Ispani admits that the remaining Ponti’s are “a bit out of date” but their positioning in highfootfall locations again puts it at the vanguard of a new market for super-fast Italian operations recently populated by the likes of sliced pizza concept Malletti and pasta group Kitchen Italia.

“Caffè Italia appeals to a very different market to PIK and does well. Italian meals are often seen as a slow, sit-down process, but Caffè Italias serve good Italian food quickly in busy environments. It is a business model I have a lot of hope for.”

Playing the property game

The ultimate goal, after the rebrand and refurbishment programme has been completed, is for the two concepts to grow and sit side by side in certain locations.

Ispani says: “Our aim is to use our experience in the airports and stations, and to work with companies such as Network Rail, to introduce these concepts to serve different markets.

“What we do in the airports we do extremely well and I’d like to think if there was an opportunity BAA would give us a chance with the PIK concept too, ditto Network Rail.”

Herein lies the company’s challenge. While PIK’s regional USP and competitive pricing and Caffè Italia’s speedy credentials means future brand building has every chance of success, securing sites to facilitate such growth is a stumbling block.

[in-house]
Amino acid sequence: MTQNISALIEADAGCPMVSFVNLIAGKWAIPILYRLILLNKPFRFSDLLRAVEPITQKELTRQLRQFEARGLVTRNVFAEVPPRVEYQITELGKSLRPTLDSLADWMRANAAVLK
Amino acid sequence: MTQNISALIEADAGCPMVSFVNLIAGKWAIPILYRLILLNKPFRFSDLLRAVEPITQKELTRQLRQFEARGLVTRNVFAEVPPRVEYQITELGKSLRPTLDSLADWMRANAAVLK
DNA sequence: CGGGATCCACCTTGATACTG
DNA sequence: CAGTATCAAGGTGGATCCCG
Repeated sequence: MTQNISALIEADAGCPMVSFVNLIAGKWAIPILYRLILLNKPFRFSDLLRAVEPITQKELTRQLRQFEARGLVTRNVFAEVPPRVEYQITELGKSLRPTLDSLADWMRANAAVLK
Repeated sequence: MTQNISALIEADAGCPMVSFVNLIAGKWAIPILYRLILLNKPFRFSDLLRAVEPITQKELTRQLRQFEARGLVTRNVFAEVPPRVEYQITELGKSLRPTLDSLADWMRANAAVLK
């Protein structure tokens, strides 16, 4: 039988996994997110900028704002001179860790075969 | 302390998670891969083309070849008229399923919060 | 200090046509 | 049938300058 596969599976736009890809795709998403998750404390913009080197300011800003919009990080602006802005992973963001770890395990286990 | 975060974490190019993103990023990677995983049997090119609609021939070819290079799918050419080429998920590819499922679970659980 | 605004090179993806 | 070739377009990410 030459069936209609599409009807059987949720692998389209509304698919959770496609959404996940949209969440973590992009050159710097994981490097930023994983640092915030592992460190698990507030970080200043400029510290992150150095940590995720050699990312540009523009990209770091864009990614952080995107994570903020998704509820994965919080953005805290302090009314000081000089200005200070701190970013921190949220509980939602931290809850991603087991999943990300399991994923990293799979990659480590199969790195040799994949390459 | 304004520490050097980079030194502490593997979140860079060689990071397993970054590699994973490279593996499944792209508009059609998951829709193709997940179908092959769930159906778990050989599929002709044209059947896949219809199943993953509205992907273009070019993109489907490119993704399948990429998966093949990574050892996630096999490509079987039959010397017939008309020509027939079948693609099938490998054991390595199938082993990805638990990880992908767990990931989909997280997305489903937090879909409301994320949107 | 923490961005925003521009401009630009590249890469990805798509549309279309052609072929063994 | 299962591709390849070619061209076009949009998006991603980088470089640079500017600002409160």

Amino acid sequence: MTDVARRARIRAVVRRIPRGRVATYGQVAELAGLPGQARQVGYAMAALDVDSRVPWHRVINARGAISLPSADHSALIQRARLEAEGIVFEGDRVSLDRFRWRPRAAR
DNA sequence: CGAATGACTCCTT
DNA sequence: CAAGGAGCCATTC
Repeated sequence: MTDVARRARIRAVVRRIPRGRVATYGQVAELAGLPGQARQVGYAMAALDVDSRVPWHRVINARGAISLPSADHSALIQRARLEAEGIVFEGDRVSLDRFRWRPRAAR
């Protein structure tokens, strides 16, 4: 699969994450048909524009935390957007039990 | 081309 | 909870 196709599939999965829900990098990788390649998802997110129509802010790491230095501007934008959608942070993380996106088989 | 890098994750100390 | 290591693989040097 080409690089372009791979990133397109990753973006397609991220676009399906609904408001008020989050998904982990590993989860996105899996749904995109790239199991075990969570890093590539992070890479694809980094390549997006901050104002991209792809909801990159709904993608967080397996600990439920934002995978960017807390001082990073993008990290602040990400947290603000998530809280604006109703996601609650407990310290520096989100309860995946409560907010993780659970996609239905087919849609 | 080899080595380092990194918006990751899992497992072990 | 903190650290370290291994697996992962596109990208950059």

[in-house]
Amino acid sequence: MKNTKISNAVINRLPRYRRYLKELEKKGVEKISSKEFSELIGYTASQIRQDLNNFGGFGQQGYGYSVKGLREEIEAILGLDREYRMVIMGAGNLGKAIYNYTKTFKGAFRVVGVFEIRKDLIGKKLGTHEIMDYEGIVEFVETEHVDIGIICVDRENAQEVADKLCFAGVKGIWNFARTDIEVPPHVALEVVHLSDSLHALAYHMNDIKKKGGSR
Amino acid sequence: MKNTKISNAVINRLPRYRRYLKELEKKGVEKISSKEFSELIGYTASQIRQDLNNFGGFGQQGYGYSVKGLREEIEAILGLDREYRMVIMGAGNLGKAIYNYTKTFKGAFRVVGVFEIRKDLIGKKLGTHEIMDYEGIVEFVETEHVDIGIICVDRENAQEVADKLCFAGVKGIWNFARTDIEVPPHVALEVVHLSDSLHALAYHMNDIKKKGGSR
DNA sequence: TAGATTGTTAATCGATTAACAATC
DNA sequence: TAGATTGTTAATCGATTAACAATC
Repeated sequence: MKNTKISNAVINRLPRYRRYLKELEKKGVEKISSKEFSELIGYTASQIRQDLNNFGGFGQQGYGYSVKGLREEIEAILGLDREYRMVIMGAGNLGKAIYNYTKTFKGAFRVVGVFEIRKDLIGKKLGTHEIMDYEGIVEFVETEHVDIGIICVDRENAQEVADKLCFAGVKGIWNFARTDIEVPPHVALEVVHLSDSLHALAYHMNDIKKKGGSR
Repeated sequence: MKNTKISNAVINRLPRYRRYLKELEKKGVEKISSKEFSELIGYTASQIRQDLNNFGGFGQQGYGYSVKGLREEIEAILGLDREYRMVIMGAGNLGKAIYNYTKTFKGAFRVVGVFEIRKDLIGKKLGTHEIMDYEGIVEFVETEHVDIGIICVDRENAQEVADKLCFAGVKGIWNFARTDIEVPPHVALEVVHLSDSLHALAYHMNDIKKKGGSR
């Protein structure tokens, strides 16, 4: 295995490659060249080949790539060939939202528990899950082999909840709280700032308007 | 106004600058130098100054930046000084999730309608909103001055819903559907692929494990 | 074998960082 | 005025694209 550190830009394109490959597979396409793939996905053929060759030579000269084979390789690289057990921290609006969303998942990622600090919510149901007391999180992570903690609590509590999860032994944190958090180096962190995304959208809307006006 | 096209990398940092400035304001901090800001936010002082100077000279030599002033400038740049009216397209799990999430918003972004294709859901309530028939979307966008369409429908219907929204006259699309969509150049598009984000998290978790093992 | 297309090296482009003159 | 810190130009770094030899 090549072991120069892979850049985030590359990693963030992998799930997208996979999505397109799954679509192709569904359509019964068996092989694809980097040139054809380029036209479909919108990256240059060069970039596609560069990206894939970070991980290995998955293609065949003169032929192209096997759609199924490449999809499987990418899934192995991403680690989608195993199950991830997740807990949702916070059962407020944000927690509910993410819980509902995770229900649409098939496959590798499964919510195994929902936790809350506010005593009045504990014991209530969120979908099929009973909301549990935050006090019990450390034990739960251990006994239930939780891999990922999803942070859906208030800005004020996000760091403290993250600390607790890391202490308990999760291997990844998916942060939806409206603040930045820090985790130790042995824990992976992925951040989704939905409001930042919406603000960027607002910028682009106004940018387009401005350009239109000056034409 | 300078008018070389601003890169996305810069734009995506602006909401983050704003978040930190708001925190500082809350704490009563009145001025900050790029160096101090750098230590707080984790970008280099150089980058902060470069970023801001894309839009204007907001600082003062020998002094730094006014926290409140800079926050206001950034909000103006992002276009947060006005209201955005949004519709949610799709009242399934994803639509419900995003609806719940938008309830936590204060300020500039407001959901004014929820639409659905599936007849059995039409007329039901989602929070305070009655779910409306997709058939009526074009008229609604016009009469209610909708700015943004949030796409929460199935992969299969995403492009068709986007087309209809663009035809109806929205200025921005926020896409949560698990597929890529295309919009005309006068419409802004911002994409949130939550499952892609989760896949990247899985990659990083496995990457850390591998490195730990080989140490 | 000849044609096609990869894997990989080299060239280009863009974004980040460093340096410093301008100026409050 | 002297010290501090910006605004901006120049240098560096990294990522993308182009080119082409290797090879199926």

The firm aims to open at least two more PIKs in the next 18 months – on sites of 2,500sq ft to 3,000sq ft and not necessarily in London. Ispani would consider cities such as Manchester and Birmingham.

In particular, he’s on the hunt for new developments, which requires going toe-to-toe with established brands with more leverage in the property game. “Whether you open in the new Westfield or a market town in Timbuktu, the capital costs are about a 5 per cent variance. Given that, the reality is we are looking for a great site where we are really going to trade our socks off

"The challenge we have is that we are dealing with institutional landlords; for them, it's all about strength of covenant. Most Italian restaurants are controlled by a handful of companies, so they only deal with a few people. We hope there are landlord that will look at it with a fresh pair of eyes.

"How do you compete with the Behemoths that have so much resources and landlords tripping over themselves to sign them up? It’s like David and Goliath. We’ve been trading for nearly 50 years, we’ve got a proposition that’s different. Where we can outgun chains is to deliver an ambience and food that doesn’t feel corporate.”

It’s an uphill battle but Ispani is undeterred. He believes there is still plenty of the consumer purse to go round. “Italian food is accessible. If you’re a vegetarian you’re going to be OK. A meat lover, OK. If you’re an athlete and you want to eat carbs, no problem. Muslim, Jewish, it doesn’t matter. Spicy, not spicy, hot, cold – there’s something for everyone.

“Twenty years ago there were no restaurant brands. Now there’s a plethora. Soon it will go the other way again. People will look for something a bit more individualistic, and that’s what we are.”